A widening coronavirus outbreak at the Fremont Correctional Facility near Cañon City has spiraled to become the state prison system’s second-largest on record, infecting 356 inmates and 24 workers, new data show.
Hundreds of new COVID-19 cases were reported at the prison Wednesday on the Colorado Department of Corrections website, a more than fourfold increase in the span of a week. State prison officials had warned that numbers could grow amid prisonwide testing launched after a single inmate tested positive for the virus Oct. 6.
That testing was expected to continue “for weeks” as efforts continue to gauge the impact on inmates and workers, officials said last week.
The virus has already infected more than a quarter of the Fremont County prison’s population of roughly 1,300 inmates, the largest outbreak at a state prison since coronavirus swept through Sterling Correctional Facility in northern Colorado beginning in mid-April, killing three inmates.
Annie Skinner, a state prison spokeswoman, said one inmate is being treated in a hospital and that the "vast majority" of those who tested positive have mild symptoms or no symptoms at all.
"CDOC has brought in extra medical staff, including emergency medical response professionals, who are at the facility 24/7 to monitor inmates," Skinner said in a written statement.
Inmates held in isolation are being kept in their cells to stanch the virus’s spread, and all employees and inmates have been given KN95 masks, which will be replaced as needed, officials said. The prison is also limiting inmate transports to and from the facility. Cleaning has been stepped up and workers are tested for fevers each day as they arrive.
The facility is also organizing inmates into groups to reduce their exposure to others who may have the disease.
The new outbreak comes six months after the virus swept through the prison in Sterling, ultimately infecting 566 inmates amid reports of inadequate care. An 86-year-old inmate from Colorado Springs, retired Air Force Academy chaplain David Grosse, was among those who died, reportedly languishing in his cell while fellow inmates carried him to the bathroom, cleaned him and changed his sheets, The Gazette previously reported, citing accounts by three inmates. More than 70 prison workers at Sterling tested positive for coronavirus or were listed as “probable” for the disease.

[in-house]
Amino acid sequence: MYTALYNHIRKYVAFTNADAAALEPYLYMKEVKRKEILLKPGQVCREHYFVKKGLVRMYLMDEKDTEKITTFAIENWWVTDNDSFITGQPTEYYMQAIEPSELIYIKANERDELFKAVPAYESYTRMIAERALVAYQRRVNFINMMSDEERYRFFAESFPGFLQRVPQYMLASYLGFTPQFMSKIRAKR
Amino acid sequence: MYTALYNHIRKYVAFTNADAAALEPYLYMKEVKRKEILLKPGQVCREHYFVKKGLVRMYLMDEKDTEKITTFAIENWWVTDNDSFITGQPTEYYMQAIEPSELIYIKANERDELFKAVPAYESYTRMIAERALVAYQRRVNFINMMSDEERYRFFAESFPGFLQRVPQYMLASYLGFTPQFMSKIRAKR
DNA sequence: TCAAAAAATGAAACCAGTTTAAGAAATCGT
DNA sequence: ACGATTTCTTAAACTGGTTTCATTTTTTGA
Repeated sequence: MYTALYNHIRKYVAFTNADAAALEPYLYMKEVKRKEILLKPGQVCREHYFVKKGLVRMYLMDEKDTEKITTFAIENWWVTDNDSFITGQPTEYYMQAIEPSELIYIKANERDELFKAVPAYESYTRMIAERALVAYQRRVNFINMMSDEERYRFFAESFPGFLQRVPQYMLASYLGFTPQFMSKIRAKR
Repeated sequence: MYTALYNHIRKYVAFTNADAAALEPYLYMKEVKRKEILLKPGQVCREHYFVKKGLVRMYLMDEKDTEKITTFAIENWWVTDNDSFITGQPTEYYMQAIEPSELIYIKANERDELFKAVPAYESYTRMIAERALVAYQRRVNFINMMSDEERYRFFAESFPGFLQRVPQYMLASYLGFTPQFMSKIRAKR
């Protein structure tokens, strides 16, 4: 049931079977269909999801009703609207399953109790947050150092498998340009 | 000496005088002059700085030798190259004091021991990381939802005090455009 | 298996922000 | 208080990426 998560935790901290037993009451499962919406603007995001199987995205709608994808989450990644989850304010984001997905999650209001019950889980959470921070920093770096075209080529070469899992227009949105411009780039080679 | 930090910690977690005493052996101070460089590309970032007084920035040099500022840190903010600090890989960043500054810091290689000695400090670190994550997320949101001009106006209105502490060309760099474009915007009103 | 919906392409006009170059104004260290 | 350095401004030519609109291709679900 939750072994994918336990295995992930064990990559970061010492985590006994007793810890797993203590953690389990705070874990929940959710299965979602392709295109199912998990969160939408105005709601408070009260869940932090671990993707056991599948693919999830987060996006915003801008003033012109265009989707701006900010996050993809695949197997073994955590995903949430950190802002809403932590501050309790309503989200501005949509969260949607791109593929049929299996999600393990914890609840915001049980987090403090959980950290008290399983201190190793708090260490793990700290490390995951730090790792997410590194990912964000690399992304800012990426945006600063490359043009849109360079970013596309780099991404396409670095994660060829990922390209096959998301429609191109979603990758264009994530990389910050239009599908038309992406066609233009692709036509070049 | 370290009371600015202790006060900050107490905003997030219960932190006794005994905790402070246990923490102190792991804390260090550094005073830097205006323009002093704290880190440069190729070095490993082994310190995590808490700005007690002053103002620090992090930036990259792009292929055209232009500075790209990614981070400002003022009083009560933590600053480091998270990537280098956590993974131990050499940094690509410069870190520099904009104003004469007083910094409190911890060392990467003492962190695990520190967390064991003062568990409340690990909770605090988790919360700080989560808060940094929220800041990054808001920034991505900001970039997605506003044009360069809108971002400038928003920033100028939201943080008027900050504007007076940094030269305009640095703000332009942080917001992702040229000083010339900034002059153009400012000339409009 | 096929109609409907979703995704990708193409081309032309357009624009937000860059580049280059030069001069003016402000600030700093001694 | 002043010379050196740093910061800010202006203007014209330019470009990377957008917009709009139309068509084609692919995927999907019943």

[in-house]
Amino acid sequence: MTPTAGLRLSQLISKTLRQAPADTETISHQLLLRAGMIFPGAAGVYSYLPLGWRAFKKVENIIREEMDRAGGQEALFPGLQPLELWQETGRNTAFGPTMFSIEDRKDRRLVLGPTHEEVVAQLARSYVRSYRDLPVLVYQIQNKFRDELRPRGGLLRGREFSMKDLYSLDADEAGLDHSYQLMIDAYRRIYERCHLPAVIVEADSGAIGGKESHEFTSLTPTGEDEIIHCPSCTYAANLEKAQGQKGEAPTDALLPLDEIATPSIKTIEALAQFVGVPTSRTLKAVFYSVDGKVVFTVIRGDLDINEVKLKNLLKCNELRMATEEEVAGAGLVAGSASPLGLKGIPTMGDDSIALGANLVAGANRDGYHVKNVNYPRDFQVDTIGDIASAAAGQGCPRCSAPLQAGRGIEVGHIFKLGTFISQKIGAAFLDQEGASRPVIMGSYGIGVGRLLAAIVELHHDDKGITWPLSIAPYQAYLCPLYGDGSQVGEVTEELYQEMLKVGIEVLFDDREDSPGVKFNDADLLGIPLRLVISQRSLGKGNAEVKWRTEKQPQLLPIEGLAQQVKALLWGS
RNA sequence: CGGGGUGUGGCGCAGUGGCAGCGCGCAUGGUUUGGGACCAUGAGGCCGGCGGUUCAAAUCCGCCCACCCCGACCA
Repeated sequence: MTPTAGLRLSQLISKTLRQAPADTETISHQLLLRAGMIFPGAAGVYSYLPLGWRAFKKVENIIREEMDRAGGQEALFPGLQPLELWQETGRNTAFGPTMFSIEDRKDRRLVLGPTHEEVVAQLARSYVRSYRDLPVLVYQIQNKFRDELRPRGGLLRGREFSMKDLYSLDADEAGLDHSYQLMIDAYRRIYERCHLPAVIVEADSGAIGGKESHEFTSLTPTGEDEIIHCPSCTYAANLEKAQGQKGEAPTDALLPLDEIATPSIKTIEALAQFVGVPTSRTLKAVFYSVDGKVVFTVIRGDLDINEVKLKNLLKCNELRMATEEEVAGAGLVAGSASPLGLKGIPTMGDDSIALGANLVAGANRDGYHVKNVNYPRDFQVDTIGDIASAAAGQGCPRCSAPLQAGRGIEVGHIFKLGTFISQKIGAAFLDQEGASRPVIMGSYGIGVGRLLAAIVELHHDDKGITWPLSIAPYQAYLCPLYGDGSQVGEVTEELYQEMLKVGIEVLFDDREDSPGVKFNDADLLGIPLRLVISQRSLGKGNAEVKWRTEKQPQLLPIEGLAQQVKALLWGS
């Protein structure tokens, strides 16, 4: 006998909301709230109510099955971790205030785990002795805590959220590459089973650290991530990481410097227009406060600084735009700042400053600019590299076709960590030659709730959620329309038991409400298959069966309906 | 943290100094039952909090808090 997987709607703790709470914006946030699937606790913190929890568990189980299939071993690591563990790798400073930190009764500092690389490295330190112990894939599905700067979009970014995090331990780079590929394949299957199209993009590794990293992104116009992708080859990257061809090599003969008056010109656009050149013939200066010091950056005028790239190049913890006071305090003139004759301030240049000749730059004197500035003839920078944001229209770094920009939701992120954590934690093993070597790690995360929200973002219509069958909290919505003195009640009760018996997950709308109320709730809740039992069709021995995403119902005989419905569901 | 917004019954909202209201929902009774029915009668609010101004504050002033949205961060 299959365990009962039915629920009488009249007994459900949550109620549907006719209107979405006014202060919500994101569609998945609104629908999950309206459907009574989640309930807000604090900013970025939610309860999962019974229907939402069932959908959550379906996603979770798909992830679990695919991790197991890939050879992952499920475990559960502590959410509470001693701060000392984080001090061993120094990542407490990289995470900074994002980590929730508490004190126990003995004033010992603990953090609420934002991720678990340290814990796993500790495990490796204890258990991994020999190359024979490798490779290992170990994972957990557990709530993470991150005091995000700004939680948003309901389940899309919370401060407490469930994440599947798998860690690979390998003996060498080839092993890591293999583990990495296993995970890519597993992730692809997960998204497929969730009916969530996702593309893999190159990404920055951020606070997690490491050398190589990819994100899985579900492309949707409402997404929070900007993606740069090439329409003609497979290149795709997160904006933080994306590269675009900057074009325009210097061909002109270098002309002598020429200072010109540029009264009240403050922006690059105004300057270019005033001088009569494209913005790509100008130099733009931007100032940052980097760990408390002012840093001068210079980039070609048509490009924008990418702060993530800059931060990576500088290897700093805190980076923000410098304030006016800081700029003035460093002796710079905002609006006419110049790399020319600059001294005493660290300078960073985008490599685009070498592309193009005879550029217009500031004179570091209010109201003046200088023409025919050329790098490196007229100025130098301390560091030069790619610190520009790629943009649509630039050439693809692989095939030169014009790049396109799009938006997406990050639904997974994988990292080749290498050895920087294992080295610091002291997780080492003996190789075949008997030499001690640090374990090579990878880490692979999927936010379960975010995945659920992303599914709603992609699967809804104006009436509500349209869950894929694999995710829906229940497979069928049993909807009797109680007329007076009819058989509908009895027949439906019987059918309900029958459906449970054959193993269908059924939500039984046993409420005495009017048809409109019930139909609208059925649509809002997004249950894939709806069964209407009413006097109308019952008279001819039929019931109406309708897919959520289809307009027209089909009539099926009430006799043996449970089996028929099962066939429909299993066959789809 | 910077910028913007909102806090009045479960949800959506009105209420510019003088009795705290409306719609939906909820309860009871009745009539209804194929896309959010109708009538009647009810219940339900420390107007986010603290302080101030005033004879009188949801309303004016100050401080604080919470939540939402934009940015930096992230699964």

The outbreak at Sterling was held up as an example of how quickly coronavirus can move through close quarters in the state’s prisons, and it was cited as a management failure in a pending class-action lawsuit by the American Civil Liberties Union of Colorado alleging “cruel and unusual punishment” for 7,000 medically vulnerable inmates, just less than half the state’s prison population of 16,000.
The next largest outbreak at a state prison was at Buena Vista Correctional Complex, where 213 inmates contracted the disease. State data shows that 198 inmates have since recovered.
The spread of the coronavirus at Fremont Correctional Facility comes days after Gov. Jared Polis urged Coloradans to “Step Up” and redouble efforts to wear masks and observe social distancing amid a resurgent pandemic that has filled upward of 400 hospital beds statewide, reviving warnings about the state’s capacity to provide critical care ahead of holiday gatherings that could sharpen risks.
A state database of coronavirus outbreaks in Colorado initially omitted the hundreds of inmates sickened at Fremont Correctional Facility this week until a Gazette reporter contacted state public health officials asking why.
State officials blamed a website delay involving its public database.
“We had the information — it just wasn't on the website yet,” said Gabi Johnston, a spokeswoman for the state's Department of Public Health and Environment joint information center.
The agency's representatives have still not answered questions about when the details of the outbreak were communicated to the agency, though the outbreak was identified on Oct. 12.
Gazette reporter Evan Wyloge contributed to this story.